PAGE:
Who by hunger

201412981119574734_20

and who by thirst?

MDG Refugee girl in Niger

Who by earthquake

article nepal earthquake

and who by plague…?

g_imageCholera epidemic hits 3,000 Burundi refugees in Tanzania

Who will rest

sleeping croatia

and who will wander…?

article-2561748-1B4BD10800000578-664_964x558 wandering syria

Who will be at peace

and who tormented?

Who will be humbled

Mosney-protest Eire not bad people

and who exalted?

aDm8zRw_700b danish policeman

I’m eating and drinking on £2 a day for 30 days (extended from 20 days). If you’d like to sponsor me to benefit ‘Separated Children’, you can donate through JustGiving here. Please gift-aid, if you’re a UK tax-payer. You don’t need to reveal the amount on the public page but I’d love a message from you to encourage me.

 

Too young

I was so happy when I bumped into Ethan, who’s aged 13—but going on 30 in lots of ways. I hadn’t seen him for a while, and he and his family are very special to me. They’re health-conscious as well as caring and he was intrigued about my £he €o$t of Refuge challenge.

“What do you actually eat?”

“Well, for breakfast I have porridge made with oats, water and sultanas. So far I’ve managed a weekly salad and, lately, an apple or a little orange every day and yogurt or milk every week. My main vegetable is tinned tomatoes. Basically, it’s lentils and rice, or beans and pasta. But sometimes it’s lentils and pasta, or beans and rice—just for a change! (Come to think of it, I haven’t tried rice with pasta yet. Now there’s a thought…) I’ve also been having an egg every other day.”

So, Ethan, here’s my lunch today, an ‘egg day’:

egg on toast apple

[Emma, a Purple Packer and the editor of Separated Child’s page on Facebook, commented on my first, cack-handed attempt at frying an egg in a deep saucepan with a wooden spoon. I hope she can see that my egg on toast has improved.]

As Ethan and I spoke, I sensed him computing in his mind what he might be able to get for £2… His eyes widened and his jaw dropped, and this articulate teenager became uncharacteristically speechless.

“You know the expression, Ethan: ‘Don’t try this at home!’ There’s loads of ways you can support refugees but in a different way. Sorry to be so grown-uppy but you’re still developing and you’re too young for a diet like this. You need much more protein with plenty of fresh fruit and vegetables—which is what you do get.”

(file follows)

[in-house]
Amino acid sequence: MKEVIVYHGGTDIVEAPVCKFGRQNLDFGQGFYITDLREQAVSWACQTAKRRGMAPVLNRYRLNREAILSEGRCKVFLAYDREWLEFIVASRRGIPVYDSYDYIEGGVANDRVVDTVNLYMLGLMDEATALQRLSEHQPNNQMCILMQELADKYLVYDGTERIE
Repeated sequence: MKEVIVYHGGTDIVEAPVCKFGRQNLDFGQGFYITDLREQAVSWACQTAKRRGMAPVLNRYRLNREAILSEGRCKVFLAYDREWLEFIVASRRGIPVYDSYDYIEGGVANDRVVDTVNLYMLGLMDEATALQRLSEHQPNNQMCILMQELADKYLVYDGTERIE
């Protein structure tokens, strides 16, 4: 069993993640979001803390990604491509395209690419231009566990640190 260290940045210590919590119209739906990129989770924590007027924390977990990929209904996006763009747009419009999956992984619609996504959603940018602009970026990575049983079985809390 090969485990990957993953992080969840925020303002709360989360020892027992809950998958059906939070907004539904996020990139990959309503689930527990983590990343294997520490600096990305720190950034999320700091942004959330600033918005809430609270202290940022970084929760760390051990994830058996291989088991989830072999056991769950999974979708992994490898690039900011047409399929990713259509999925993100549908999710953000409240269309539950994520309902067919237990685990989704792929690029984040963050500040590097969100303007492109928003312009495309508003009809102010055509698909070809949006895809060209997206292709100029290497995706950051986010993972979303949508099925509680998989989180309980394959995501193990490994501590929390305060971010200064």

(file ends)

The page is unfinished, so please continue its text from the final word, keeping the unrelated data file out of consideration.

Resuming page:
We said goodbye and, as he walked away, I found myself thinking about the separated children and young people about his age. Most are 13+ but some are younger and there was once a three-year-old boy with an older brother. They don’t get enough—and certainly not good enough—food. They’re too young for a diet like mine right now.  

They’re also too young to see what they’ve seen, to hear what they’ve heard, to go through what they’ve gone through, and to lose what they’ve lost.

Perhaps none of us would ever be old and grown-uppy enough. But you’re definitely too young when you’re 13, even if you are going on 30.

I’m eating and drinking on £2 a day for 30 days (extended from 20 days). If you’d like to sponsor me to benefit ‘Separated Children’, you can donate through JustGiving here. Please gift-aid, if you’re a UK tax-payer. You don’t need to reveal the amount on the public page but I’d love a message from you to encourage me.

Beginning again

There’s nothing like a new year to make us, well, new. The appearance of the skinny moon in the sky on Sunday evening heralded Rosh HaShanah, the Jewish New Year—a special period for reflection, repentance and renewal. As a conscious and committed Jew, I both respect and treasure that time.

The main ritual of Rosh HaShanah is the morning blowing of a shofar, a ram’s horn—probably the world’s oldest musical instrument that’s still used. It has a poignant, resonant sound and the sequences of blasts have symbolic meanings: a message or announcement, an expression of brokenness, or the sobbing of either ecstasy or agony.

shofar 1

On Monday morning, in my congregation, Alexander stood to blow the shofar. He’s at the end of his school career, I’ve known him since he was a little boy and I’m very fond of him and his family. What a fine young man he is, as well as an accomplished shofar-blower!

As I watched and heard Alexander, I was struck by how different his life is from the lives of the children and young people we support in ‘Separated Child’. They have no one at all— and almost nothing— with them and their future is at best uncertain. Alexander is not in the least pretentious but he has his whole wonderful family around him and wonderful life chances ahead of him—which is exactly as it should be.